catapult magazine

catapult magazine

Vol 12, Num 23 :: 2013.12.13 — 2013.12.26


Deep acting in the checkout line

About a year ago, I attended a conference for clergy in which we talked about emotional labor, a concept that has changed the way I think about my life and vocation. Emotional labor is the work involved in responding appropriately to different emotionally fraught situations. Many professions involve heavy doses of emotional labor, and ministry is one of them. We might go from leading a staff meeting, to celebrating a job promotion on the phone with a parishioner, to navigating a conflict with a co-worker, to visiting a dying person in the hospital, to teaching a group of sixth graders at the mid-week children’s program. And that’s before we get home and have another set of emotional issues to respond to among our families and friends. Lots of stops and starts. Lots of switching gears.

It can be tiring.

Emotional labor was fleshed out by Arlie Russell Hochschild in her book The Managed Heart, which looked at flight attendants and the ways they must put on a persona in order to respond to airplane passengers. During the conference I attended, we received an article that Barbara Brown Taylor wrote for the Christian Century some 14 years ago. From the article:

Emotional labor must not show, however. If the flight attendant feels tired and irritable, this must be disguised. If a passenger turns hostile, the flight attendant is taught to reconceive that person as a fearful flyer or a little child — anything that will help the attendant overlook the rude behavior and relate sympathetically to the passenger. The point of all these “feeling rules” is to win the customer’s repeat business. 

Hochschild found that most flight attendants cope by learning a form of “deep acting” that helps them produce the desired feelings in themselves. They learn other strategies for repressing negative feelings so that they do not erupt on the job. After a while, many say they have a hard time recovering their true feelings once their shifts are over. They begin to lose track of when they are acting and when they are not. Eventually they become aware that the hidden cost of managing their emotions is the impoverishment of their emotional lives. They have sold their hearts, and do not know how to buy them back.

What happens at this conference stays at the conference — there’s a confidentiality I won’t breach. Suffice to say there were many light bulbs during this presentation, and also many tears throughout the week as these good clergy folk got in touch with some deep wells of emotion, wells they may have thought were capped and done with.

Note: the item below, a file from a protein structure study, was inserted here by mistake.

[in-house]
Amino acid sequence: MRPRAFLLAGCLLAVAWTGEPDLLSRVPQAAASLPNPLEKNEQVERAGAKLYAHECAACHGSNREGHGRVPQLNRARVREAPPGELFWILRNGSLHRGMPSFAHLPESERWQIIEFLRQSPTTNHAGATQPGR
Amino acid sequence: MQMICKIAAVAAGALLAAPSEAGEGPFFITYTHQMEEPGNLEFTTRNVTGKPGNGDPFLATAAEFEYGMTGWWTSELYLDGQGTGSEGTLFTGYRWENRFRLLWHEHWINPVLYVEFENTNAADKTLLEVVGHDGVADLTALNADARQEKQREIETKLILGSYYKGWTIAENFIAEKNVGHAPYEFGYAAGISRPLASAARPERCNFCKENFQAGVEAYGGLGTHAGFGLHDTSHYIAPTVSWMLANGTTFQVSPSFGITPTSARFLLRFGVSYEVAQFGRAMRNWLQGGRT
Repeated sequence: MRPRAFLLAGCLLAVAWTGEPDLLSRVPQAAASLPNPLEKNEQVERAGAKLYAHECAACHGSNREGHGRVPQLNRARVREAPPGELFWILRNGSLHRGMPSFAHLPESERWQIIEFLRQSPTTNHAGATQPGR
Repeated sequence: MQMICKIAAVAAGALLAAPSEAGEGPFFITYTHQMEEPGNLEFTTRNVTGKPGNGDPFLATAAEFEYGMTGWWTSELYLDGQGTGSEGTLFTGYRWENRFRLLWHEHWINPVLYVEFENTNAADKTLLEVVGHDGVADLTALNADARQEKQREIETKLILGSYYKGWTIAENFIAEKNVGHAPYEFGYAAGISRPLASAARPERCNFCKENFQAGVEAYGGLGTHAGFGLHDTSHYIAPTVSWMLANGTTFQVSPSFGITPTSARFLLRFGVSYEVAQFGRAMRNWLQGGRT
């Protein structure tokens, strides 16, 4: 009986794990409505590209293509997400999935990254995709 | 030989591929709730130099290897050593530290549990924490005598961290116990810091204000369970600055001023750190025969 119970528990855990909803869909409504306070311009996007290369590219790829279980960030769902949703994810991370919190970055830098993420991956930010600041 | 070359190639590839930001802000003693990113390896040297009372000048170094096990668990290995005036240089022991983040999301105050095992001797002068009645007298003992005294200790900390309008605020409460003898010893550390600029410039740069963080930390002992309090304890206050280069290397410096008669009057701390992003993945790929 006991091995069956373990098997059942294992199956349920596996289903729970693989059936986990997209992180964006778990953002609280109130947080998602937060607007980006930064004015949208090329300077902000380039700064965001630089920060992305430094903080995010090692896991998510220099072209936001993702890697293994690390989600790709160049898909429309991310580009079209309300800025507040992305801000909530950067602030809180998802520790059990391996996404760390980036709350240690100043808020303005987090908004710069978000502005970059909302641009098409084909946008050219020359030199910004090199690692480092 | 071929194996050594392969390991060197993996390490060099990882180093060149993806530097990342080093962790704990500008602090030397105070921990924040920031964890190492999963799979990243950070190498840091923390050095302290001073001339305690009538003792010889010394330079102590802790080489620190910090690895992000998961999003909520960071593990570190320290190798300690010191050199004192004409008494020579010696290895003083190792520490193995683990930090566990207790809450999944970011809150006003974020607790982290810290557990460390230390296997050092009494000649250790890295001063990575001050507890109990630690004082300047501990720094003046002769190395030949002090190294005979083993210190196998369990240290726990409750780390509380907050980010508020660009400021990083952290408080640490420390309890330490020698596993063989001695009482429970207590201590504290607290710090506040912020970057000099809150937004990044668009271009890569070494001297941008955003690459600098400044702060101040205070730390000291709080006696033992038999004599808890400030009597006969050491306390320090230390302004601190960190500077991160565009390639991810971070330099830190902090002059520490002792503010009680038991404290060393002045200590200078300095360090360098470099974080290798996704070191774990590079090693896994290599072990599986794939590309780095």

In the year since the conference, I have been monitoring my own responses and reactions as I go throughout my day. I remember one particular epiphany at the grocery store, of all places. While waiting in a long line, I did what many of us do, which is fiddle with my phone. I saw something on Facebook that took my breath away: a picture of a child I care about very much, who is going through leukemia treatment. I saw her hairless head and her bright smile as she beamed at the camera. I saw her beads of courage, ropes and ropes of them around her neck. I read the accompanying message. She is a warrior. But she is a small child. And no child should have to fight in any war, even (and perhaps especially) a war against cancer.

I wanted to cry for her, and I could have cried for her, even in the checkout line. But I did not. I choked the feeling down and checked myself. 

But this time, I was aware of checking myself.

Emotional labor.

Like many people, I have long wondered about the impact technology has on our attention spans and our ability to be present in the moment. This is something I struggle with, and strive to put boundaries around (grocery store checkout lines notwithstanding). But I saw another way that our constant access to technology can harm us: sometimes we are not in a place to respond emotionally to the images we see, so those emotions get suppressed. That can hurt us in the long run.

I have a friend who was excited to install the Disaster Alert app on her phone. Her hope was that the app would move her to pray and respond to natural and human-inflicted disasters as they happened. Instead, the app overwhelmed her and stressed her out. She ended up deleting it.

Some years ago a Twitter acquaintance went through a terrible crisis. I followed the sad progression of events and grieved the person’s loss even though I had never met anyone involved. On one level, this is a beautiful thing: community that transcends the traditional boundaries. On another level, it left me depleted, and for no good purpose. There was nothing I could “do.” Compassion fatigue is very real, and in the digital age, its effects are compounded by being connected to more people than ever before.

It’s an irony — we praise technology, often rightly, for the ways it connects us, but we become disconnected from ourselves in the process. We have sold our hearts — how do we go about buying them back? 

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